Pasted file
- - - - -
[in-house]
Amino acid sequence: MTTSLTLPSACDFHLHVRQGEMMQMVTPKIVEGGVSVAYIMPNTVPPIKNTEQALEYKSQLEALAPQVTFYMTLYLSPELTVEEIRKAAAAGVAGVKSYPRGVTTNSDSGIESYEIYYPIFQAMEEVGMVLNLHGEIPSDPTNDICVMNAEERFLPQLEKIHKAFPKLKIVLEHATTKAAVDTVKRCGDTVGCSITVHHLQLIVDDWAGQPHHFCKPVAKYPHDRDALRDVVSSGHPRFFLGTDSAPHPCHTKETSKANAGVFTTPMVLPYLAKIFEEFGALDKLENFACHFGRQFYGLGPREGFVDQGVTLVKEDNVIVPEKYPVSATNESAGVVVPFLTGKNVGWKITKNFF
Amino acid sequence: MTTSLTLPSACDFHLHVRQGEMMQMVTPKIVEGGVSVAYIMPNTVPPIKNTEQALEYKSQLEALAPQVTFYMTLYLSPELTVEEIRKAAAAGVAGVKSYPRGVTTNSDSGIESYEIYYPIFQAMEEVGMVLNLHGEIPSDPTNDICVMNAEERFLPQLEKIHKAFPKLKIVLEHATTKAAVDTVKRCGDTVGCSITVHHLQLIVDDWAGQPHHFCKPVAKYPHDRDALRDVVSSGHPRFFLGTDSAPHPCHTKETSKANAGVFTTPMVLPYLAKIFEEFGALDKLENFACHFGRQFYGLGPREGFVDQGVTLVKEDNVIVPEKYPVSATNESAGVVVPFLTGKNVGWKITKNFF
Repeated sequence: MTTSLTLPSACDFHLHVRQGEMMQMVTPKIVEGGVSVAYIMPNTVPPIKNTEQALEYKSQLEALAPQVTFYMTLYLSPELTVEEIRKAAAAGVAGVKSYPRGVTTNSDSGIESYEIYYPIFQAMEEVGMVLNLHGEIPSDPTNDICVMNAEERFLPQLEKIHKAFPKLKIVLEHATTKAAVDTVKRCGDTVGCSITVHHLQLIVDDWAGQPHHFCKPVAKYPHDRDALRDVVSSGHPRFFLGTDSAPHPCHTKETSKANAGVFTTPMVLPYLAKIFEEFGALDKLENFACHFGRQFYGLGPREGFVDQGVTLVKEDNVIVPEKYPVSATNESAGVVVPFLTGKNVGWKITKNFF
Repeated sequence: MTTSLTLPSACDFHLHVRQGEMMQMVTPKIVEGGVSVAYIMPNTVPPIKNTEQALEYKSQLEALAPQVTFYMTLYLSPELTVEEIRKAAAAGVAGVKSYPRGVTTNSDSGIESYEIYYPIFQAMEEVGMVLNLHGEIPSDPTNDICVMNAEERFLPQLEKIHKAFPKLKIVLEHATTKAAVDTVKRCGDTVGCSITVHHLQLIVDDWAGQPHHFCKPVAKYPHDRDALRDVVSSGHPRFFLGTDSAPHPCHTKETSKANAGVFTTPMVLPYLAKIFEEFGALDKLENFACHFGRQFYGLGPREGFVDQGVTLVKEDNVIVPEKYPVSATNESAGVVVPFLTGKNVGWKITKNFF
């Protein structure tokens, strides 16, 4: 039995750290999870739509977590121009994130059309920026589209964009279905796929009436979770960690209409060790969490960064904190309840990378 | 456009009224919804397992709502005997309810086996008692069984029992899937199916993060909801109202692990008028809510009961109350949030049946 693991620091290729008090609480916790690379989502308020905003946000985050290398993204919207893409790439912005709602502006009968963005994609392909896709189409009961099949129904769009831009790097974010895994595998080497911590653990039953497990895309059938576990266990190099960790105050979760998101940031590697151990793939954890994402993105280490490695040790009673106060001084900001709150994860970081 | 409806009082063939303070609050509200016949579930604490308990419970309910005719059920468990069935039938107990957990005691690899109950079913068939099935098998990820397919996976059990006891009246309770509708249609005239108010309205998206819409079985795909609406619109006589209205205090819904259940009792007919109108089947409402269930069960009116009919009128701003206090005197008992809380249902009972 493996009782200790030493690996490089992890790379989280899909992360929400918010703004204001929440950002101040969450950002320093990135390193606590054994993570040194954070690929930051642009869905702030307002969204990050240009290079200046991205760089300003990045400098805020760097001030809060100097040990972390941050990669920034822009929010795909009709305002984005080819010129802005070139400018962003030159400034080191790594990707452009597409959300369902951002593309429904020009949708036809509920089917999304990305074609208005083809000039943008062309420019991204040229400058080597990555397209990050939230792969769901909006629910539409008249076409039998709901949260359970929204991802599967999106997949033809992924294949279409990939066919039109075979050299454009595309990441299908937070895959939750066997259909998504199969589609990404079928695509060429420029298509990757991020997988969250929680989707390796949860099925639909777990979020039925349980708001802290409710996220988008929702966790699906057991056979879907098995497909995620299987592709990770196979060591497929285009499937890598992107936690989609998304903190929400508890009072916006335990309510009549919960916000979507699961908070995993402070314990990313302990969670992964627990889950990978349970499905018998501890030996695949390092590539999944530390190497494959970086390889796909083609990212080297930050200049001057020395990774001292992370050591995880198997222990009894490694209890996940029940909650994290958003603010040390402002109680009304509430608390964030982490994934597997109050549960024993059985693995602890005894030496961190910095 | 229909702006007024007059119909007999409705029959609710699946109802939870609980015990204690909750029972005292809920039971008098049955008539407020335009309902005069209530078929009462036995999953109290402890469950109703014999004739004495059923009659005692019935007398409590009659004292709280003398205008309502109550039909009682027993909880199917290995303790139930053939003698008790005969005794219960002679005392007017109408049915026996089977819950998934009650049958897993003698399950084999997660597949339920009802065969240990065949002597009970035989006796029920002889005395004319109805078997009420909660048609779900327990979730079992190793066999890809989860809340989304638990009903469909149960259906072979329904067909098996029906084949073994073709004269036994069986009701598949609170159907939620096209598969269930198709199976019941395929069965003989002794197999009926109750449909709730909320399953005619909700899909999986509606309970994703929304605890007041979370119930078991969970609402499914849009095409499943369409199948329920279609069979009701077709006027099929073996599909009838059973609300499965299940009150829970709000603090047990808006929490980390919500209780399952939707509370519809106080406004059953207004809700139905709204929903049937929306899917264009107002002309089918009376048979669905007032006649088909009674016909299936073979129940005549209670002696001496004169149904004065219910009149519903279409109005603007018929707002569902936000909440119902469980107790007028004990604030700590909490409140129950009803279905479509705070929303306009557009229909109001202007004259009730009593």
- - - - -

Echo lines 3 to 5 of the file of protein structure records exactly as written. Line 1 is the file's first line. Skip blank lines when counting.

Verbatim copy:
Amino acid sequence: MTTSLTLPSACDFHLHVRQGEMMQMVTPKIVEGGVSVAYIMPNTVPPIKNTEQALEYKSQLEALAPQVTFYMTLYLSPELTVEEIRKAAAAGVAGVKSYPRGVTTNSDSGIESYEIYYPIFQAMEEVGMVLNLHGEIPSDPTNDICVMNAEERFLPQLEKIHKAFPKLKIVLEHATTKAAVDTVKRCGDTVGCSITVHHLQLIVDDWAGQPHHFCKPVAKYPHDRDALRDVVSSGHPRFFLGTDSAPHPCHTKETSKANAGVFTTPMVLPYLAKIFEEFGALDKLENFACHFGRQFYGLGPREGFVDQGVTLVKEDNVIVPEKYPVSATNESAGVVVPFLTGKNVGWKITKNFF
Repeated sequence: MTTSLTLPSACDFHLHVRQGEMMQMVTPKIVEGGVSVAYIMPNTVPPIKNTEQALEYKSQLEALAPQVTFYMTLYLSPELTVEEIRKAAAAGVAGVKSYPRGVTTNSDSGIESYEIYYPIFQAMEEVGMVLNLHGEIPSDPTNDICVMNAEERFLPQLEKIHKAFPKLKIVLEHATTKAAVDTVKRCGDTVGCSITVHHLQLIVDDWAGQPHHFCKPVAKYPHDRDALRDVVSSGHPRFFLGTDSAPHPCHTKETSKANAGVFTTPMVLPYLAKIFEEFGALDKLENFACHFGRQFYGLGPREGFVDQGVTLVKEDNVIVPEKYPVSATNESAGVVVPFLTGKNVGWKITKNFF
Repeated sequence: MTTSLTLPSACDFHLHVRQGEMMQMVTPKIVEGGVSVAYIMPNTVPPIKNTEQALEYKSQLEALAPQVTFYMTLYLSPELTVEEIRKAAAAGVAGVKSYPRGVTTNSDSGIESYEIYYPIFQAMEEVGMVLNLHGEIPSDPTNDICVMNAEERFLPQLEKIHKAFPKLKIVLEHATTKAAVDTVKRCGDTVGCSITVHHLQLIVDDWAGQPHHFCKPVAKYPHDRDALRDVVSSGHPRFFLGTDSAPHPCHTKETSKANAGVFTTPMVLPYLAKIFEEFGALDKLENFACHFGRQFYGLGPREGFVDQGVTLVKEDNVIVPEKYPVSATNESAGVVVPFLTGKNVGWKITKNFF